A new measure of inequality: house prices

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As the FT reports this morning:

The top 20 [parliamentary] seats by [house price] value, of which 11 are held by Conservative MPs, have property worth a total of £741bn. The cheapest 20 seats, of which 15 are represented by Labour, are collectively worth just £57bn.

That total figure is less than any of the three most valuable seats in the country: Cities of London and Westminster (£78.8bn), Kensington (£74.8bn) and Chelsea and Fulham (£61.8bn).

That is a measure of real inequality for three reasons.

First, some of that difference reflects the quality of housing.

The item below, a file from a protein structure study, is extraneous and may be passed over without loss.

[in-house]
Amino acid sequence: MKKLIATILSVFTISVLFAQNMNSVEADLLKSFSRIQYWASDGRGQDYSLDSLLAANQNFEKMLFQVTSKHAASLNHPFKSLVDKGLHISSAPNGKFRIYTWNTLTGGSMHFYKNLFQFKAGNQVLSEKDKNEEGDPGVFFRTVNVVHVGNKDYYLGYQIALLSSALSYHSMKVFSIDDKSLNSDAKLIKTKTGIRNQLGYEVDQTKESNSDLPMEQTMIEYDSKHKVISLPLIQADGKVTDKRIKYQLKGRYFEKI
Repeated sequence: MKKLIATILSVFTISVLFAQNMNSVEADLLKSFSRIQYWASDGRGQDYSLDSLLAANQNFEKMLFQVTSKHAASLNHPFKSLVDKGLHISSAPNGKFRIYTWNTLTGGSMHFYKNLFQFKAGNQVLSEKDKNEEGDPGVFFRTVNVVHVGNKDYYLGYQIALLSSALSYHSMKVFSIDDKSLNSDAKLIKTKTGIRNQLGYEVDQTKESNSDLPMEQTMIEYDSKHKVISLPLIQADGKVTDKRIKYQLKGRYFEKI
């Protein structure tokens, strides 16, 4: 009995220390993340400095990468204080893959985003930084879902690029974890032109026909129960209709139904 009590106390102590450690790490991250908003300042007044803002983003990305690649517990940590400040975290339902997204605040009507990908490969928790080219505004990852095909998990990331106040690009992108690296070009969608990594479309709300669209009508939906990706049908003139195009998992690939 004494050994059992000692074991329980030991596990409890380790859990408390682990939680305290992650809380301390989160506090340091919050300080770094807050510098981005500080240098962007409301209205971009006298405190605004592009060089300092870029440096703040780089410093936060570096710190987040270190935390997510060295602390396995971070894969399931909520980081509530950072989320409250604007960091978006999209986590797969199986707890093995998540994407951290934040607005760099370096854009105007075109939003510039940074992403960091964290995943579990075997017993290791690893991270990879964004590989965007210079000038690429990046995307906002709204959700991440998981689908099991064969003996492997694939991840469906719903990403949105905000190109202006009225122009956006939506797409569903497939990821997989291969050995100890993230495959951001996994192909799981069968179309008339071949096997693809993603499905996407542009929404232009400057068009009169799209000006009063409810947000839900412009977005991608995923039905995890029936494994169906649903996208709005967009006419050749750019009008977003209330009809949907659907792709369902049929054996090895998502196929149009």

Second, a significant part of that difference access to work.

And third, house prices do, in the UK economy, reflect ability to access capital and so opportunity to create self employed businesses of any size.

The inequality this survey reveals does not simply represent a pricing issue. They also represent social, physical and economic inequality that needs to be addressed in the UK.

There is a very strong case for a wealth tax in this country. This is another argument for it.